What's the secret to unlocking the creativity hidden inside your daily work, and giving every great idea a chance? Harvard professor Linda Hill, co-author of "Collective Genius," has studied some of the world's most creative companies to come up with a set of tools and tactics to keep great ideas flowing — from everyone in the company, not just the designated "creatives."
Die wichtigste Aussage hier für mich war die Beschreibung, wie wirklich innovationsfördernde Umgebungen aufgebaut sein sollten:
"We found that innovative organizations are communities that have three capabilities: creative abrasion, creative agility and creative resolution. Creative abrasion is about being able to create a marketplace of ideas through debate and discourse.
In innovative organizations, they amplify differences,they don't minimize them.
Creative abrasion is not about brainstorming, where people suspend their judgment. No, they know how to have very heated but constructive arguments to create a portfolio of alternatives.
Individuals in innovative organizations learn how to inquire, they learn how to actively listen, but guess what? They also learn how to advocate for their point of view. They understand that innovation rarely happens unless you have both diversity and conflict.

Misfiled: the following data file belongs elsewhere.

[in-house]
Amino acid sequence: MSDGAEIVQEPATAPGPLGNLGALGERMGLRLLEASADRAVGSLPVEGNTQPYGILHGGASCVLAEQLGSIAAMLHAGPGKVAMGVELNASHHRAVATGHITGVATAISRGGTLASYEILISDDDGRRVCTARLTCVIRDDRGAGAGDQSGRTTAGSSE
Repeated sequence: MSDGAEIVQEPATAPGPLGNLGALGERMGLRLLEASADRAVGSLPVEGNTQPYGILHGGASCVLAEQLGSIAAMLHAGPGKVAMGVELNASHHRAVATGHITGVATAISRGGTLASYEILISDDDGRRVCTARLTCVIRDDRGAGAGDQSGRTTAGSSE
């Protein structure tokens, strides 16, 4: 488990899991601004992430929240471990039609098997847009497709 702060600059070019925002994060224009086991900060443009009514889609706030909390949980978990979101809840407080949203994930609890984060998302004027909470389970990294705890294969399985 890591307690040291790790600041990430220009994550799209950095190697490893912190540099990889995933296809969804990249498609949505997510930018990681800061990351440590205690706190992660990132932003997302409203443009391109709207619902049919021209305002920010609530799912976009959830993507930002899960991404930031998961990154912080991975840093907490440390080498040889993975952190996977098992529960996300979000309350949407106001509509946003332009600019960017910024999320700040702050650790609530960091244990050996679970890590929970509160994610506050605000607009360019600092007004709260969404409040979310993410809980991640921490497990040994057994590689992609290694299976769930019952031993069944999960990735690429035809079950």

Creative agility is about being able to test and refine that portfolio of ideas through quick pursuit, reflection and adjustment.
It's about discovery-driven learning where you act, as opposed to plan, your way to the future. It's about design thinking where you have that interesting combination of the scientific method and the artistic process. It's about running a series of experiments, and not a series of pilots.
Experiments are usually about learning. When you get a negative outcome, you're still really learning something that you need to know. Pilots are often about being right. When they don't work, someone or something is to blame.
The final capability is creative resolution. This is about doing decision making in a way that you can actually combine even opposing ideas to reconfigure them in new combinations to produce a solution that is new and useful.
When you look at innovative organizations, they never go along to get along. They don't compromise. They don't let one group or one individual dominate, even if it's the boss, even if it's the expert. Instead, they have developed a rather patient and more inclusive decision making process that allows for both/and solutions to arise and not simply either/or solutions. These three capabilities are why we see that Pixar is able to do what it does."